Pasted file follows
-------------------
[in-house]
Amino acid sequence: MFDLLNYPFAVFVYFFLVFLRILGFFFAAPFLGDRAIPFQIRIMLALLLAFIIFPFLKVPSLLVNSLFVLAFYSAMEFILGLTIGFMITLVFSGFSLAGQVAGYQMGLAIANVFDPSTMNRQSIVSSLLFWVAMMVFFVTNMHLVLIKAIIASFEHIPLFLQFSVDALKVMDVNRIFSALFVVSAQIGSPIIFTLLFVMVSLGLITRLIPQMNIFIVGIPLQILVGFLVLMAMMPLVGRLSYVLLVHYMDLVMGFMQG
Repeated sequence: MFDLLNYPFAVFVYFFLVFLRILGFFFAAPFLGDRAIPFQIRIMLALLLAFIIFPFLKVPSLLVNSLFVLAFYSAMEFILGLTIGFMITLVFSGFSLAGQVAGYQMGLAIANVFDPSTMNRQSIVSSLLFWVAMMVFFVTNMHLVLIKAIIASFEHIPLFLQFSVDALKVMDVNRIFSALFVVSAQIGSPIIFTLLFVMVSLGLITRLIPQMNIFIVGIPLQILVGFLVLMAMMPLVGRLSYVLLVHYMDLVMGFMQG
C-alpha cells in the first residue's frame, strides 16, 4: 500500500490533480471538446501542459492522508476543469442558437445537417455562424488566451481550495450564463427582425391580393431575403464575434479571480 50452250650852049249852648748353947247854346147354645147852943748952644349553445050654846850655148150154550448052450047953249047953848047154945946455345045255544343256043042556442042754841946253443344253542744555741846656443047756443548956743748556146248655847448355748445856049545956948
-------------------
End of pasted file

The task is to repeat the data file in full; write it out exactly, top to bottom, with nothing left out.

[in-house]
Amino acid sequence: MFDLLNYPFAVFVYFFLVFLRILGFFFAAPFLGDRAIPFQIRIMLALLLAFIIFPFLKVPSLLVNSLFVLAFYSAMEFILGLTIGFMITLVFSGFSLAGQVAGYQMGLAIANVFDPSTMNRQSIVSSLLFWVAMMVFFVTNMHLVLIKAIIASFEHIPLFLQFSVDALKVMDVNRIFSALFVVSAQIGSPIIFTLLFVMVSLGLITRLIPQMNIFIVGIPLQILVGFLVLMAMMPLVGRLSYVLLVHYMDLVMGFMQG
Repeated sequence: MFDLLNYPFAVFVYFFLVFLRILGFFFAAPFLGDRAIPFQIRIMLALLLAFIIFPFLKVPSLLVNSLFVLAFYSAMEFILGLTIGFMITLVFSGFSLAGQVAGYQMGLAIANVFDPSTMNRQSIVSSLLFWVAMMVFFVTNMHLVLIKAIIASFEHIPLFLQFSVDALKVMDVNRIFSALFVVSAQIGSPIIFTLLFVMVSLGLITRLIPQMNIFIVGIPLQILVGFLVLMAMMPLVGRLSYVLLVHYMDLVMGFMQG
C-alpha cells in the first residue's frame, strides 16, 4: 500500500490533480471538446501542459492522508476543469442558437445537417455562424488566451481550495450564463427582425391580393431575403464575434479571480 50452250650852049249852648748353947247854346147354645147852943748952644349553445050654846850655148150154550448052450047953249047953848047154945946455345045255544343256043042556442042754841946253443344253542744555741846656443047756443548956743748556146248655847448355748445856049545956948